• 7. would cause embrittlement of the metal (Rahman and Andrews 2006). This would be expensive, and improved methods for leak detection would have to be developed. The transport of pressurised hydrogen by lorry is also uneconomic, as it is estimated that 20% of the energy content of the fuel would be consumed during a journey of 300 km (Bossel 2006). A distributed energy generation grid which allows hydrogen to be generated locally would be more practical. Such local generation could consist of stationary fuel-cell power plants in homes and offices into which hydrogen-powered cars may be “plugged in” (Lovins and Williams 2001), but again it will be many years before this technology is available. There are also social and economic factors obstructing the emergence of a hydrogen economy. Public acceptance will be essential if hydrogen is to succeed in the marketplace (O’Garra et al. 2007). A review by Schulte et al. (2004) showed that although attitudes towards hydrogen are generally positive, fears remain about its safety. It was found that those who have not had personal experience of the technology are more likely to see a greater risk, while associations with the hydrogen bomb and the 1937 Hindenburg airship disaster persist particularly amongst older generations. Scientific assessments have suggested that hydrogen poses a comparable or even lower risk than conventional fuels (Adamson and Pearson 2000, Carpenter and Hinze 2004, Winter 2006), particularly as its low density and tendency to dissipate quickly means that it does not form pools of flammable material (Verfondern and Dienhart 2007). Hydrogen has been used safely on large scales for many years in bulk chemicals manufacture and for the hydrogenation of oils. Although public fears about the safety of hydrogen may be unfounded, they are likely to persist until people become more familiar with the technology (Schulte et al. 2004). 7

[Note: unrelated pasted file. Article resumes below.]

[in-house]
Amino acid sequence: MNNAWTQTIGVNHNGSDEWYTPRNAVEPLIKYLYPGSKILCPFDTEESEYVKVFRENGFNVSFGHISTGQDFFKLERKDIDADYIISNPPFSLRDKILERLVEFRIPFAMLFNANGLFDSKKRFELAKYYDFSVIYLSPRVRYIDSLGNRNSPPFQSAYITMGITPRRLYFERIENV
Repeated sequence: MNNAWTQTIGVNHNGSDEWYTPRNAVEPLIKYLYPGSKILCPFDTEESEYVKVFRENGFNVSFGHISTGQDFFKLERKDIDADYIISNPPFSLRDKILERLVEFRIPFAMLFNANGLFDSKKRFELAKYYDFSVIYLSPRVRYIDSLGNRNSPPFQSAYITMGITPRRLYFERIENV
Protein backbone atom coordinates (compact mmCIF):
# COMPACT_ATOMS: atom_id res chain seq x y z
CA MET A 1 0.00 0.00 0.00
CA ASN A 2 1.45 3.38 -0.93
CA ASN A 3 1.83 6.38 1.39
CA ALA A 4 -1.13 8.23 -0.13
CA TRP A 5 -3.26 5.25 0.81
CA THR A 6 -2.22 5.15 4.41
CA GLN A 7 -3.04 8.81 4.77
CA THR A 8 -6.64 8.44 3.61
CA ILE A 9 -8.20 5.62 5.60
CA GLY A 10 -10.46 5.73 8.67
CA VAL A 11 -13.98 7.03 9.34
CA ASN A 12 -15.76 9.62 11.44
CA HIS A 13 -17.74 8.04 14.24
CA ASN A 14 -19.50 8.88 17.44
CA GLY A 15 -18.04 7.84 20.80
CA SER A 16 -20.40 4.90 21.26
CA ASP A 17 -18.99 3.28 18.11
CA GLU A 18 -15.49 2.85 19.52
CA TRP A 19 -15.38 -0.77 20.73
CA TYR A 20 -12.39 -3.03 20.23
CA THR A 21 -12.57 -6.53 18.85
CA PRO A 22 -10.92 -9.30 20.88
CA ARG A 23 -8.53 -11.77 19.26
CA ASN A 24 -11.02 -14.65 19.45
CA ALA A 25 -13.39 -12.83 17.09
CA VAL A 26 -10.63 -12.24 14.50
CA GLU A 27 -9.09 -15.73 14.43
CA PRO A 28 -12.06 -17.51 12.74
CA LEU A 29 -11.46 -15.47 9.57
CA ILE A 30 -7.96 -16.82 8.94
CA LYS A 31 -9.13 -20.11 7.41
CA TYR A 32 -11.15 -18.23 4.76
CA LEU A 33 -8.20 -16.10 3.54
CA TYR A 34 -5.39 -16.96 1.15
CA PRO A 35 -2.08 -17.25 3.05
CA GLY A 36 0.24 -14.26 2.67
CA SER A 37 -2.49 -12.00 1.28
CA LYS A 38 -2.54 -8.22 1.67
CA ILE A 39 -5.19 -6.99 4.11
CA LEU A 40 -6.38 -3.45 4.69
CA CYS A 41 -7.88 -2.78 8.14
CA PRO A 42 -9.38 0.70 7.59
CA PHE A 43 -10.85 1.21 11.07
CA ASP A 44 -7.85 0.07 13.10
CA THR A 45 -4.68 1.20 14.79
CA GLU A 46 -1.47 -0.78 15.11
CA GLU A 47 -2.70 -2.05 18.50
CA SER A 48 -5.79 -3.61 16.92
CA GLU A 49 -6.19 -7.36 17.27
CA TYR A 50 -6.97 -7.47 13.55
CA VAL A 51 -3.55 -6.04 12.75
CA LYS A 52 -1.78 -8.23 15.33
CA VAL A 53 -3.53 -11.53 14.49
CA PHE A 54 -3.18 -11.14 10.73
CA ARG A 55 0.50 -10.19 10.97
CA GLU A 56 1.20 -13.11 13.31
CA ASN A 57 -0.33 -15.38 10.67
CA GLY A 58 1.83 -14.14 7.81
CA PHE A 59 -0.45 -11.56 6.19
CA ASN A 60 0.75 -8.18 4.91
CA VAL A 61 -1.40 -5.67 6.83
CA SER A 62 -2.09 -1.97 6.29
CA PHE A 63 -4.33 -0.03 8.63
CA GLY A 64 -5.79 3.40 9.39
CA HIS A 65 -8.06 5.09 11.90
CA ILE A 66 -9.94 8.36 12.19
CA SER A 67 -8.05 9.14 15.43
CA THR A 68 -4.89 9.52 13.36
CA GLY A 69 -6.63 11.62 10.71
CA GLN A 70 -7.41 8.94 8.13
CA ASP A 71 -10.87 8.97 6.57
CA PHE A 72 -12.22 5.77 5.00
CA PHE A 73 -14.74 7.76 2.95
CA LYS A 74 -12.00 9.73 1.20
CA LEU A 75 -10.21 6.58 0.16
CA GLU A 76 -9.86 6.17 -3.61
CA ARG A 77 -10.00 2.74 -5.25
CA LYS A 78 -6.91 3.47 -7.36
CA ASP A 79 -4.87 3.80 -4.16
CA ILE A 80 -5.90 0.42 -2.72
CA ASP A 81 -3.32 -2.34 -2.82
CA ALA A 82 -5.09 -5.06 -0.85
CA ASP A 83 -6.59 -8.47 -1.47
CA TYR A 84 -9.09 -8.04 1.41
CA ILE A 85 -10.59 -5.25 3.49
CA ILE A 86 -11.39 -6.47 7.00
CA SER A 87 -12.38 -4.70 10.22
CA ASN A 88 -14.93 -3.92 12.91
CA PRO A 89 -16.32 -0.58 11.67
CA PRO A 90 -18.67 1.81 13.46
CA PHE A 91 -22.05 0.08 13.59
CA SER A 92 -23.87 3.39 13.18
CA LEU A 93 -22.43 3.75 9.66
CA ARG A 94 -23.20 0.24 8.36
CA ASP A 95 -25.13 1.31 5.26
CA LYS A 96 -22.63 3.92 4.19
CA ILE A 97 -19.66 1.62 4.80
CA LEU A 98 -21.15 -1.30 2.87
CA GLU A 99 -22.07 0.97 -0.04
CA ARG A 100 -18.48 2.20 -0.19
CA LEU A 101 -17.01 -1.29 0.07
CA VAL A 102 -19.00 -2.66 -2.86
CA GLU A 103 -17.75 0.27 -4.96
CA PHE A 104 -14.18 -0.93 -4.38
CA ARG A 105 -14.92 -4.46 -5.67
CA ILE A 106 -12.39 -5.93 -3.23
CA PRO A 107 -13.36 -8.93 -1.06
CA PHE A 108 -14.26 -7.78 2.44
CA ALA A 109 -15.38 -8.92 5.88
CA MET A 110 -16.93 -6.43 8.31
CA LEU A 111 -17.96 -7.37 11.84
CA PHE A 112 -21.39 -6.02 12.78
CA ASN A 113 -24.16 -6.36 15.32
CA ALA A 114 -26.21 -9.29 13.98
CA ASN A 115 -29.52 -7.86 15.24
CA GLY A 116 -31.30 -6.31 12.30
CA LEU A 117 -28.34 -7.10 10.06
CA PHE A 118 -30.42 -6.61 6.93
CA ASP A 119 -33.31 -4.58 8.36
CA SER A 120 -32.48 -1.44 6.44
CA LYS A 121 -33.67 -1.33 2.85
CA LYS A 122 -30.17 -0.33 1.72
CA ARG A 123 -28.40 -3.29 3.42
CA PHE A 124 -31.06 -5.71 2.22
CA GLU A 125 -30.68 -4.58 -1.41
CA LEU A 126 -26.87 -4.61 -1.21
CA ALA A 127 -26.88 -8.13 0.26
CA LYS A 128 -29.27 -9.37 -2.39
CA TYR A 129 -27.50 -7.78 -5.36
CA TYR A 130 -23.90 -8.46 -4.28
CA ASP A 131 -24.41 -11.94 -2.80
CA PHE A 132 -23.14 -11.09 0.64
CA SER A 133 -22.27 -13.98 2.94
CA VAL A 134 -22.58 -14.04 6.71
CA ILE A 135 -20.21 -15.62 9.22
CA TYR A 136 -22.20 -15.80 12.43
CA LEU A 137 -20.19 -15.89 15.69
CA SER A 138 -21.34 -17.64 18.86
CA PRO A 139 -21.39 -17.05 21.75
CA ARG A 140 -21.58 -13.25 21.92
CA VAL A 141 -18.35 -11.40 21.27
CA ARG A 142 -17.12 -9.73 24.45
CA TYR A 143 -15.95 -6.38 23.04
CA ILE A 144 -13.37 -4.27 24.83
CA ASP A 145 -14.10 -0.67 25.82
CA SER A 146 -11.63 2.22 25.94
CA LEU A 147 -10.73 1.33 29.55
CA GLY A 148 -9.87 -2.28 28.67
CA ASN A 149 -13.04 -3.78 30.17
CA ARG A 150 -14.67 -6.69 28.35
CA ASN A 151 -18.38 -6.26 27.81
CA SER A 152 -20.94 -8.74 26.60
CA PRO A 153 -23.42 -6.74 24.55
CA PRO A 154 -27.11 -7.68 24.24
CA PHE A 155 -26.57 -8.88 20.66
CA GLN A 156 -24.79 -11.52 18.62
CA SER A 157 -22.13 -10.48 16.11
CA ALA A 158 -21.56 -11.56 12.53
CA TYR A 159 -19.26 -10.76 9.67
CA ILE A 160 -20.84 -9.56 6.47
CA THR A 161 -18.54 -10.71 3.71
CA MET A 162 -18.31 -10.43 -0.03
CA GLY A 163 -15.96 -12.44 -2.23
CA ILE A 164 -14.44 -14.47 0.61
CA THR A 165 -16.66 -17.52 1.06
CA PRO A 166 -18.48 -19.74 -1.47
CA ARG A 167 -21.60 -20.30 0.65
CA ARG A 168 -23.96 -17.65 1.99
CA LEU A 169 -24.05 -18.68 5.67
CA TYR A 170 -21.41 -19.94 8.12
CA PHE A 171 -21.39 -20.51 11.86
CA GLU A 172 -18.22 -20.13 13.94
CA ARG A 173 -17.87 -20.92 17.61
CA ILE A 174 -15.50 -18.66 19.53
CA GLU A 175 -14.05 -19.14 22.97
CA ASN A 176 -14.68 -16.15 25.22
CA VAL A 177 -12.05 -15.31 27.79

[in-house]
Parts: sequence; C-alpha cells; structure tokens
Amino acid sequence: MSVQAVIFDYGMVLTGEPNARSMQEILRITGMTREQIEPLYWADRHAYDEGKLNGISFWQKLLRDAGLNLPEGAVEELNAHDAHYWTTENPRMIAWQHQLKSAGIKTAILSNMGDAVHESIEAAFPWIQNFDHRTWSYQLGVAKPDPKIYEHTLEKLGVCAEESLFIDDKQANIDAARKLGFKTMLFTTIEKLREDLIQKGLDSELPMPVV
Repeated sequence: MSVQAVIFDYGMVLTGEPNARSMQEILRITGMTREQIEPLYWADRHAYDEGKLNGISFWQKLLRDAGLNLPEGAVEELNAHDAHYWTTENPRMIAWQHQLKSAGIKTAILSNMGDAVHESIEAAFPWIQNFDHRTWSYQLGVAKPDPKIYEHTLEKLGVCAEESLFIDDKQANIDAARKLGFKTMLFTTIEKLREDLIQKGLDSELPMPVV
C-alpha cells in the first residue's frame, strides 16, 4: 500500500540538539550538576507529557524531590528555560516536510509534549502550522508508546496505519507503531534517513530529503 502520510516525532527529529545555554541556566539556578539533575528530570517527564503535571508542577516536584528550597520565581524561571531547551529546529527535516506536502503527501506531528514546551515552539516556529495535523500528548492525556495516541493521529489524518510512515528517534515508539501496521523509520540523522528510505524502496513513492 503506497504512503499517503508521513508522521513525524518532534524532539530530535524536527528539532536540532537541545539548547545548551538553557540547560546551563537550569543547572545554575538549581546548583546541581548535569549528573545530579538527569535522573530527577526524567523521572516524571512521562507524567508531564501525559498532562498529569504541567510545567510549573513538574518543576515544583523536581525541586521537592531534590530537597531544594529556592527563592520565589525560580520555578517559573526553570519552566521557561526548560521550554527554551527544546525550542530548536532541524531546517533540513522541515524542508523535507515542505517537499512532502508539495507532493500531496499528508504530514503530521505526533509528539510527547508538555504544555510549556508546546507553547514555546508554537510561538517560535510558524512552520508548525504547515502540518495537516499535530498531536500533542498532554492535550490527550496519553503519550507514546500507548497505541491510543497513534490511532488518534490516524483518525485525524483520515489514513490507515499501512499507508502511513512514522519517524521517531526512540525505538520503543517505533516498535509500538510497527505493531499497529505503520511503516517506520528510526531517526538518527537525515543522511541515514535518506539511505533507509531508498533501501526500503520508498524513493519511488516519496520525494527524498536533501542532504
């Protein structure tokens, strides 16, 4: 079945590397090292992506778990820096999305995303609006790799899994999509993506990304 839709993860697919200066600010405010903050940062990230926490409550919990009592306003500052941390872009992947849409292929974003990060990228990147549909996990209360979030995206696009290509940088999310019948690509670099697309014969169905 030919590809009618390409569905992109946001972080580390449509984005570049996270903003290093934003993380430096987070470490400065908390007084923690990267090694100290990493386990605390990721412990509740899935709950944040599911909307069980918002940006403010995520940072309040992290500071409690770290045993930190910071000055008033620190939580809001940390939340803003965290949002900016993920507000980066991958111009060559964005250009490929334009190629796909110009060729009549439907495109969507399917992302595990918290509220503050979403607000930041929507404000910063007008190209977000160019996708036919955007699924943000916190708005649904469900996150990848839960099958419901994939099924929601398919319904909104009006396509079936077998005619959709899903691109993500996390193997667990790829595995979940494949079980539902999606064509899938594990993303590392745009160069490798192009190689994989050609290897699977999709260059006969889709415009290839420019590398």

• 8. The public acceptance of hydrogen technology could be damaged by premature demonstrations of the technology. Demonstrations are an important part of promoting an emerging technology (O’Garra et al. 2007), and around 400 hydrogen energy demonstration projects are currently in progress worldwide (IEA 2005). However, because it is still many years before many hydrogen applications will become commercially available, some fear that demonstrating such technology too early on could cause a negative “backlash” (Romm 2004, Service 2004a), especially as there is now perhaps a greater public expectation for new technology to be developed quickly following the rapid proliferation of technologies such as the internet and mobile phones (Leiner et al. 2003, Banks and Burge 2004). In the transport market, hydrogen faces tough competition from more established technologies such as biofuels and electric cars (IEA 2005), while the longer timescales involved in the development of hydrogen energy are less likely to attract investors seeking quick returns (Agnolucci 2007). Studies suggest that marketing hydrogen-powered cars on their environmental credentials alone would not be a successful method, as price, convenience and performance are also important to consumers (Schulte et al. 2004). As Andreas Klugescheid, a spokesman for BMW has put it: “Our customers don’t buy a car just to get from A to B, but to have fun in between” (Cho 2004). In addition, the proliferation of hydrogen-powered cars is being delayed by a “chicken-and-egg” relationship between car manufacturers and energy providers (Schwoon 2006). The car manufacturers are hesitant to spend large amounts of money on producing hydrogen-powered cars for which there are few 8